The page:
Parkinson's disease is a disorder of the brain, in which the nerve cells in the brain that make dopamine (which help control muscle movement) are slowly destroyed. Without dopamine, the nerve cells cannot properly send messages leading to the loss of muscle function. The exact cause is unknown and there is no known cure for Parkinson's disease. Early symptoms of Parkinson's disease may be mild at first. Tremor is typically an early symptom that usually begins occasionally in one finger that spreads over time to involve the whole arm. The tremor is often rhythmic (4 to 5 cycles per second) that is prominent when the hand is at rest or held up in a stiff unsupported position and usually disappears briefly when you move the hand to do something. The tremor may extend to the leg or foot on the same side and sometime to the lips and jaw. At the beginning of Parkinson's disease the tremors are unilateral (on only one side of the body), but later they appear on both sides. Do you have other early signs and symptoms, such as muscle rigidity, slow movements known as bradykinesia, problems with balance, a "facial mask" that's devoid of emotional expression, speech impairment, or anosmia (a loss of the sense of smell), etc.? However, you do not need to have all of these signs to be diagnosed with Parkinson's disease. No definitive tests exist. A diagnosis of Parkinson's disease is established based on your medical history and a neurological examination and a significant improvement with levodopa, a Parkinson's drug. Although there is no cure for Parkinson's disease, medications can help control some of the symptoms of Parkinson's disease, and in some case, surgery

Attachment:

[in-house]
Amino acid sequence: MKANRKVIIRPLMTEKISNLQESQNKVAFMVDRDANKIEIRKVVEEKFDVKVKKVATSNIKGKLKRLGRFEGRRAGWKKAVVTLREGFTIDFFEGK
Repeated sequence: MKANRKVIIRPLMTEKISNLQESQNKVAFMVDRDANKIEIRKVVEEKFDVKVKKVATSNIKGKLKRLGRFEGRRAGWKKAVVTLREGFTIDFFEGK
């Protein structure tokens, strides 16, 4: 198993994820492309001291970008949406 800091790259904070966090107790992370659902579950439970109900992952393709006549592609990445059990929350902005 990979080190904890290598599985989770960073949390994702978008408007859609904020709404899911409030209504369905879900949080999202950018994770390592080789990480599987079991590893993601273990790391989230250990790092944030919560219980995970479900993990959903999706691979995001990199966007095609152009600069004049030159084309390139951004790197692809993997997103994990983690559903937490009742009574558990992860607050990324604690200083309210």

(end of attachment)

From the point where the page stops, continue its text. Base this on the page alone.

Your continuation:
may be helpful. It is best that you schedule a visit with a neurologist
to be evaluated to arrive an actual diagnosis so that your condition can be treated properly.